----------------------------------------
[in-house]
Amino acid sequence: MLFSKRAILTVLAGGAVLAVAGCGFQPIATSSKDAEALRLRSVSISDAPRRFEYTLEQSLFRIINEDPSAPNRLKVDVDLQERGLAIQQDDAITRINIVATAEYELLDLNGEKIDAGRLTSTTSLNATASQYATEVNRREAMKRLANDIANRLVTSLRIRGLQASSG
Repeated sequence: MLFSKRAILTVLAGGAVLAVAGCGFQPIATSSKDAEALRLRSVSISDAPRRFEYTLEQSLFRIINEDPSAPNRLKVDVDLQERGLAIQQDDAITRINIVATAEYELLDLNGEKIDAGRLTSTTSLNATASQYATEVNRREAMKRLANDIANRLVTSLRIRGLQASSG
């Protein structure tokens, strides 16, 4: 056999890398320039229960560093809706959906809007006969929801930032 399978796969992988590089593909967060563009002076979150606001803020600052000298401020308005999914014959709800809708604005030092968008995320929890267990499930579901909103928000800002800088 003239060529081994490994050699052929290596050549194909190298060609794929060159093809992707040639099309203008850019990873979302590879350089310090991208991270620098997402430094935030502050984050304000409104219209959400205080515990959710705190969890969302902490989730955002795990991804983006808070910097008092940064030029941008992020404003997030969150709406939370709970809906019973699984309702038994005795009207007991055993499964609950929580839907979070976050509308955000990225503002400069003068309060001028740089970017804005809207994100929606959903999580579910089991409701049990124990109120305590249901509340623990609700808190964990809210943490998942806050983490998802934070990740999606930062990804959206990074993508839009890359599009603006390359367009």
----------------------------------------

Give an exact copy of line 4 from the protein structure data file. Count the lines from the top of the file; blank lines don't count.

């Protein structure tokens, strides 16, 4: 056999890398320039229960560093809706959906809007006969929801930032 399978796969992988590089593909967060563009002076979150606001803020600052000298401020308005999914014959709800809708604005030092968008995320929890267990499930579901909103928000800002800088 003239060529081994490994050699052929290596050549194909190298060609794929060159093809992707040639099309203008850019990873979302590879350089310090991208991270620098997402430094935030502050984050304000409104219209959400205080515990959710705190969890969302902490989730955002795990991804983006808070910097008092940064030029941008992020404003997030969150709406939370709970809906019973699984309702038994005795009207007991055993499964609950929580839907979070976050509308955000990225503002400069003068309060001028740089970017804005809207994100929606959903999580579910089991409701049990124990109120305590249901509340623990609700808190964990809210943490998942806050983490998802934070990740999606930062990804959206990074993508839009890359599009603006390359367009």